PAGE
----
JULY 31, 2013 — Gibraltar ship repairer Gibdock has added to its offshore vessel sector references by completing a drydocking contract from Technip.
Wellservicer, a multi-role diving support vessel with subsea lift capability, has undergone an intensive and relatively complex class renewal docking at the Gibraltar yard, and has been delivered back to Technip, ready for work.
“Gibdock’s work is characterized by its diversity and continues to involve a full range of vessel types,” says Gibdock Managing Director Richard Beards. “However, our location, quality of work and ability to redeliver on schedule is attracting a growing number of high-end offshore vessel owners. It is a matter of pride that we executed this project to the exacting standards set by Technip.”
Gibdock staff undertook Technip’s Integrated Safe System of Work (ISSoW) program, a course specific to the marine sector exemplifying the standards set for the owner’s fleet. All manual workers engaged in the project passed level 1, with Gibdock management undertaking level 3.
“We were keen to work with Gibdock because we knew their record for carrying out quality work, safely,” said Ricky McGowan, Capex Project Manager for Marine Operations at Technip. “Dealing with the shipyard was smooth, and they took a proactive approach to safety and embracing our ISSoW. Overall we were very happy with how the dry dock went.”
“Technip has very demanding safety standards,” said Gibdock Operations Director John Taylor. “As our offshore workload continues to grow, we are consistently demonstrating that our own safety regime is robust enough to meet the distinctive requirements set for this specialized market.”
“Gibdock staff will remain ISSoW-certified for two years,” said Mr Taylor. “We are well prepared to offer our services for consideration by Technip in the near future.”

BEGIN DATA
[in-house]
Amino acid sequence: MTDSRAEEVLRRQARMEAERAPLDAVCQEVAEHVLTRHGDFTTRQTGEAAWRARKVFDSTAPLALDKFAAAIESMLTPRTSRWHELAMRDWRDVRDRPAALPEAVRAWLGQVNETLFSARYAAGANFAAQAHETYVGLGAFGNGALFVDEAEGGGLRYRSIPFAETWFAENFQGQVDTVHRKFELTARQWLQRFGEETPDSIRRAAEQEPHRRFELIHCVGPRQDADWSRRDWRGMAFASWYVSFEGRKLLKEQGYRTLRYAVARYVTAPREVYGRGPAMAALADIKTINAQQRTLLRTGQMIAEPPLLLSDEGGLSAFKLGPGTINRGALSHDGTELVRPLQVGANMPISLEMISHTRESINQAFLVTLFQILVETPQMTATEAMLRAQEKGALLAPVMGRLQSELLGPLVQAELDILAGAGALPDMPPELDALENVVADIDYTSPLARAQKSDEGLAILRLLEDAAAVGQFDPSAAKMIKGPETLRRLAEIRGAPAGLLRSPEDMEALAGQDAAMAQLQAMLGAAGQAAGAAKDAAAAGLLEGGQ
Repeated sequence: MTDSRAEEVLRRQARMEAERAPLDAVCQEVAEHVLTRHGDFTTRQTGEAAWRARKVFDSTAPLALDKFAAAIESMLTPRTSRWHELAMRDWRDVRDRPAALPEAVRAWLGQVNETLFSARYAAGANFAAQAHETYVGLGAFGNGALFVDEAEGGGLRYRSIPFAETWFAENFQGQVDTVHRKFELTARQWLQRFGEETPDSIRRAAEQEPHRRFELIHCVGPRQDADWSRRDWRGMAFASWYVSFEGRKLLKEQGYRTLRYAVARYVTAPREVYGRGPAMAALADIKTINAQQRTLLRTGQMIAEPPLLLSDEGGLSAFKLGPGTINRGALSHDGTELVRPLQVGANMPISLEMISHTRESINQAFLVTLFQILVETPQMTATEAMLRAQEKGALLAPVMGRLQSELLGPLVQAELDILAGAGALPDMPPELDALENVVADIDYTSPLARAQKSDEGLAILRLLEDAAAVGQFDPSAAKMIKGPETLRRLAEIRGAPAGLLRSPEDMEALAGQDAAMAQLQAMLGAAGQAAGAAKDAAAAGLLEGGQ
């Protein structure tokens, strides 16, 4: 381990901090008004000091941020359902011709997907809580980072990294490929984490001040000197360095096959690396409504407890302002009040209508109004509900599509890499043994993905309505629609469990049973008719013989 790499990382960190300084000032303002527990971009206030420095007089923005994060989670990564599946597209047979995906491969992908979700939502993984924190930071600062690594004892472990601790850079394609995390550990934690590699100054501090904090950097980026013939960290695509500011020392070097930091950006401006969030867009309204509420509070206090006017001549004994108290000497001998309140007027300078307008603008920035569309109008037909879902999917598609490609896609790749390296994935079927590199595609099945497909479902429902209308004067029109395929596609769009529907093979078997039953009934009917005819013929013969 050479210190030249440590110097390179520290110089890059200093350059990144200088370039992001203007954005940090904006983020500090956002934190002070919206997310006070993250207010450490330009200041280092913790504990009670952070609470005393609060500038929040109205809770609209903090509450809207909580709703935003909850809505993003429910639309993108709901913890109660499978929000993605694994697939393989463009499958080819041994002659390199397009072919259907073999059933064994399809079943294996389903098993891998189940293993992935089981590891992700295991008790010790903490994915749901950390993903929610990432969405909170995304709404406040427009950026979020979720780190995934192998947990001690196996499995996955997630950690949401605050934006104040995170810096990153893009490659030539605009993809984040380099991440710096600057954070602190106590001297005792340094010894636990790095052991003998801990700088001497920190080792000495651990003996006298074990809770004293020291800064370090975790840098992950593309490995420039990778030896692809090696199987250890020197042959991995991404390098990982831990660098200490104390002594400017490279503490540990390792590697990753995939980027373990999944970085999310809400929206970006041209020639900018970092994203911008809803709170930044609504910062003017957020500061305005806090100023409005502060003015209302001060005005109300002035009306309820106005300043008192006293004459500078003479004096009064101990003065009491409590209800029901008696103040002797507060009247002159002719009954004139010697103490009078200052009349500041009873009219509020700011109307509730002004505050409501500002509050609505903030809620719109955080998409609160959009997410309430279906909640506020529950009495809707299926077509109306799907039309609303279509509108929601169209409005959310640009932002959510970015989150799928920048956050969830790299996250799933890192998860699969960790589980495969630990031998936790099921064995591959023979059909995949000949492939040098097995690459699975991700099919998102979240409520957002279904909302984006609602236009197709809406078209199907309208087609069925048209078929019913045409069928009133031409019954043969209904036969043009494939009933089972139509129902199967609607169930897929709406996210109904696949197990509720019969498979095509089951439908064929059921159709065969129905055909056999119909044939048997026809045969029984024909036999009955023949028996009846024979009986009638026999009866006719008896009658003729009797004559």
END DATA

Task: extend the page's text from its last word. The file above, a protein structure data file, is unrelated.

The 111.4 m long, 9,158 gt DP-class 3 Wellservicer arrived at Gibdock on May 6 and was successfully undocked June 17. After several days of afloat repairs, and sea trials, she returned to the shipyard for mobilization work, before leaving for her next assignment in Canada.
The main scope of work included an extensive overhaul of the ship’s three tunnel thrusters and three azimuthing thrusters, which were removed to the yard’s workshops, disassembled and put through a rigorous maintenance program before rebuilding. Gibdock engineers worked in close collaboration with Technip’s supplier, Rolls Royce.
Other work included removal of the two small deck cranes and their replacement with two new 5 t units. This required deck plate modification, including work to under deck stiffeners.
“There was a large amount of pipe modification and considerable steel work,” said Jonathan Pocock, Gibdock Ship Repair Manager. “We have carried out a number of deck crane replacements recently; this was different but we were able to draw on our past experience.”
Other tasks included an upgrade to the fire line system, which involved fitting new pipework, and the erection of a significant amount of scaffolding. This was required in order to safely gain access to the helideck, and to carry out necessary works to the under deck supports.